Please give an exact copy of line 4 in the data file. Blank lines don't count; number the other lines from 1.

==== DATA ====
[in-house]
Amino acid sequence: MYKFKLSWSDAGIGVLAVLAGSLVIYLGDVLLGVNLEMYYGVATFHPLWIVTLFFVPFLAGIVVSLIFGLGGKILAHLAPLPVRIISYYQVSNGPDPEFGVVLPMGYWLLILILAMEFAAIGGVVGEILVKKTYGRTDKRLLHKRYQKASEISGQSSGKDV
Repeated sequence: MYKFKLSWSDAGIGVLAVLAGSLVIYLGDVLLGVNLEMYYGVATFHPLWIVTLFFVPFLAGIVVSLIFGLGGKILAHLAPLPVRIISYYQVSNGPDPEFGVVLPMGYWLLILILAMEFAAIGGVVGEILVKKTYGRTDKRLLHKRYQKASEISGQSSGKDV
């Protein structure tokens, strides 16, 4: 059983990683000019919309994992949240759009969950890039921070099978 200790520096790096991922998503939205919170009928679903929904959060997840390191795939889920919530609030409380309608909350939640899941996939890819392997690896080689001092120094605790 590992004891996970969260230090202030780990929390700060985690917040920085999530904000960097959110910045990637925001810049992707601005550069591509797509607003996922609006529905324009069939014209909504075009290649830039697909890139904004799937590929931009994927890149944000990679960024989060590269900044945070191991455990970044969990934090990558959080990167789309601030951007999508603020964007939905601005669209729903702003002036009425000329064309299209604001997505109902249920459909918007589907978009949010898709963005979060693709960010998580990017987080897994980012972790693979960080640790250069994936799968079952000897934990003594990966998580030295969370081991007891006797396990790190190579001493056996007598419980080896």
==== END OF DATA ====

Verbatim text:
């Protein structure tokens, strides 16, 4: 059983990683000019919309994992949240759009969950890039921070099978 200790520096790096991922998503939205919170009928679903929904959060997840390191795939889920919530609030409380309608909350939640899941996939890819392997690896080689001092120094605790 590992004891996970969260230090202030780990929390700060985690917040920085999530904000960097959110910045990637925001810049992707601005550069591509797509607003996922609006529905324009069939014209909504075009290649830039697909890139904004799937590929931009994927890149944000990679960024989060590269900044945070191991455990970044969990934090990558959080990167789309601030951007999508603020964007939905601005669209729903702003002036009425000329064309299209604001997505109902249920459909918007589907978009949010898709963005979060693709960010998580990017987080897994980012972790693979960080640790250069994936799968079952000897934990003594990966998580030295969370081991007891006797396990790190190579001493056996007598419980080896």